This is what I struggle with every day. As a patient, I don't know that these studies can conclude one thing or another. Each individual outcome is different and in my personal experience has far more to do with motivation than the skill of the surgeon. My OA pain is not organic but the product of 3 ACLs 2 infections and host of other complications. I can't fathom surgery number twelve but at 35 what are my options? I've been through them all and have come to the conclusion that while my pain management is in my own hands, my mechanical dysfunction I can not wholly fix on my own. We will see what happens.

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    1. Thanks Sarah,

      Readers should remember that I am a medical practitioner, and that there are many examples in medicine where we can improve patients (otherwise I would have to advertise on my blog). My aim is not to say that all medicine and surgery is ineffective, but to highlight how we tend to overestimate the benefit from medicine, and much of the time I do this by pointing out ineffective treatments that we think are effective.

      Your condition sounds fairly complicated; the kind of situation where you will need to rely on the opinion of an experienced, sensible orthopaedic surgeon. Or more than one if you have doubts. As long as the final decision on any intervention is yours to make, you will be more comfortable with the process and the outcome. Good luck.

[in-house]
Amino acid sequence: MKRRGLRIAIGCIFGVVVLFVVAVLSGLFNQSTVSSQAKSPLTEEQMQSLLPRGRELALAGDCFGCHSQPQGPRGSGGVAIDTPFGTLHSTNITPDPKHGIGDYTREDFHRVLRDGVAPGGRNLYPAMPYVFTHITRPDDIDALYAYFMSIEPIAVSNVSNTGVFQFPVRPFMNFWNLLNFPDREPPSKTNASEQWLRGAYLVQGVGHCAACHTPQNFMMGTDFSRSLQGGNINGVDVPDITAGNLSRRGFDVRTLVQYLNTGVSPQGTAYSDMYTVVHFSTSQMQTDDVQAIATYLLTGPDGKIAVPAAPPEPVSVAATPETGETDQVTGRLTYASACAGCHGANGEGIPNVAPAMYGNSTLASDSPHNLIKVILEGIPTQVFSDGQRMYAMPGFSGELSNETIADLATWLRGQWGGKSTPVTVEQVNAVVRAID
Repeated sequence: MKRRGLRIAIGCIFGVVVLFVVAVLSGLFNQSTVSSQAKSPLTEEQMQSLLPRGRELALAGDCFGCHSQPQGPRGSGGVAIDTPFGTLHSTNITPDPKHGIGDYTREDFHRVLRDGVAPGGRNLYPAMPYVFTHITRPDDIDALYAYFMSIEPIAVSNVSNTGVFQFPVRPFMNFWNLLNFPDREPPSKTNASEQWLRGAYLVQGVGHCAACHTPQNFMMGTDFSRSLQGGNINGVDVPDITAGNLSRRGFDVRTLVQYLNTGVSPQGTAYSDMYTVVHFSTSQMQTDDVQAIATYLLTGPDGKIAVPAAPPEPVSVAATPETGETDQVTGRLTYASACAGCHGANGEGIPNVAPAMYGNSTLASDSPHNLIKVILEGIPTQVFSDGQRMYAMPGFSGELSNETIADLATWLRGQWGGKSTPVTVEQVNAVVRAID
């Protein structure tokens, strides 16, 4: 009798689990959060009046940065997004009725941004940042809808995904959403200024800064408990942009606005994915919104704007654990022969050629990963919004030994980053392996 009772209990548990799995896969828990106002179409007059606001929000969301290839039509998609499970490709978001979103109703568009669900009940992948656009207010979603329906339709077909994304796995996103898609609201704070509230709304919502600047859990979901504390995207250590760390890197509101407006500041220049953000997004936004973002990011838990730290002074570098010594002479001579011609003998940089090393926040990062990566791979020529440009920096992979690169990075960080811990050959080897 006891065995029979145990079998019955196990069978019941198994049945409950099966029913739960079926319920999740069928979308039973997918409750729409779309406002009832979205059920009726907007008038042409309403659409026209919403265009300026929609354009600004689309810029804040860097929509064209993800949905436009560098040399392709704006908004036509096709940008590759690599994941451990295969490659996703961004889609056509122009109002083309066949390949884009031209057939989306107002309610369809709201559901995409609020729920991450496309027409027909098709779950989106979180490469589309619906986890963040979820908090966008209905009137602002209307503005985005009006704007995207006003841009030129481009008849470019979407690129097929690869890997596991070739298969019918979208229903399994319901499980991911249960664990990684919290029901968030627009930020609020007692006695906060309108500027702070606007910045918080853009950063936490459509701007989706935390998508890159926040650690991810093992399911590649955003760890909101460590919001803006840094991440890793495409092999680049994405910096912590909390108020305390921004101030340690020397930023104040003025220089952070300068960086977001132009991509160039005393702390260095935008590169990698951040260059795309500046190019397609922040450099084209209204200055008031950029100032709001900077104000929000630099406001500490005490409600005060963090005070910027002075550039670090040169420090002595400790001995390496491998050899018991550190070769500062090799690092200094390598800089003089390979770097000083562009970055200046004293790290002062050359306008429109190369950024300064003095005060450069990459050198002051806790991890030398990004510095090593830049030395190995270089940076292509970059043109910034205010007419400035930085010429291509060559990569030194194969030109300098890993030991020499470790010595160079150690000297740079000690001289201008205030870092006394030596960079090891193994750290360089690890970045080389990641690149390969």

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    2. It is complicated. And I do know that some medical procedures are beneficial. My knee experiences are of the extreme and I know that. I mean really, who gets Serratia Marcesans and Staph? I also know that times change and what people thought was once true, may no longer be the case. I don't think there is an Ortho out there now who would replace an ACL in 240 lb 15/f with no hopes of proper rehab.